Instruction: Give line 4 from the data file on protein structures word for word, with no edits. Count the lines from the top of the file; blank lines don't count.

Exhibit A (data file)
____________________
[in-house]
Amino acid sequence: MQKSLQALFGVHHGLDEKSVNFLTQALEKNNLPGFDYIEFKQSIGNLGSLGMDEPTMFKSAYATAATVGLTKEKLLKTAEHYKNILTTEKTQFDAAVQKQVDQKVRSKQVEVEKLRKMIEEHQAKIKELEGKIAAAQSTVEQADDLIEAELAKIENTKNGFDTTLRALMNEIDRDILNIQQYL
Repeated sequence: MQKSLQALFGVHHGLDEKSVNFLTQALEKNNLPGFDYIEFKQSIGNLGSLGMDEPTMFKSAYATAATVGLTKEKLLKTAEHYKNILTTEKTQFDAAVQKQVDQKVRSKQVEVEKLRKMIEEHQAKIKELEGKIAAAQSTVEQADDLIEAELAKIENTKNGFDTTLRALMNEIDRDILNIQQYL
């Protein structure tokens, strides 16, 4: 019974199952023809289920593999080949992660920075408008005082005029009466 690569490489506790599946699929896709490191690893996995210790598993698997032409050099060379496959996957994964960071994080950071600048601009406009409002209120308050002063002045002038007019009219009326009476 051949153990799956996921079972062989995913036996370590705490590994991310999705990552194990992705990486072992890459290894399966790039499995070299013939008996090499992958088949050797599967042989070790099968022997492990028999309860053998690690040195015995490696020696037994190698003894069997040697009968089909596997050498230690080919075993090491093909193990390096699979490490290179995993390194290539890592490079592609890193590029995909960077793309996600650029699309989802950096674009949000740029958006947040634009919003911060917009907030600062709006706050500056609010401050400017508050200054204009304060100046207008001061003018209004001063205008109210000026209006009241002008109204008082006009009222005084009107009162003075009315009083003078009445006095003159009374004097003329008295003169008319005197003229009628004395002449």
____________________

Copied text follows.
């Protein structure tokens, strides 16, 4: 019974199952023809289920593999080949992660920075408008005082005029009466 690569490489506790599946699929896709490191690893996995210790598993698997032409050099060379496959996957994964960071994080950071600048601009406009409002209120308050002063002045002038007019009219009326009476 051949153990799956996921079972062989995913036996370590705490590994991310999705990552194990992705990486072992890459290894399966790039499995070299013939008996090499992958088949050797599967042989070790099968022997492990028999309860053998690690040195015995490696020696037994190698003894069997040697009968089909596997050498230690080919075993090491093909193990390096699979490490290179995993390194290539890592490079592609890193590029995909960077793309996600650029699309989802950096674009949000740029958006947040634009919003911060917009907030600062709006706050500056609010401050400017508050200054204009304060100046207008001061003018209004001063205008109210000026209006009241002008109204008082006009009222005084009107009162003075009315009083003078009445006095003159009374004097003329008295003169008319005197003229009628004395002449």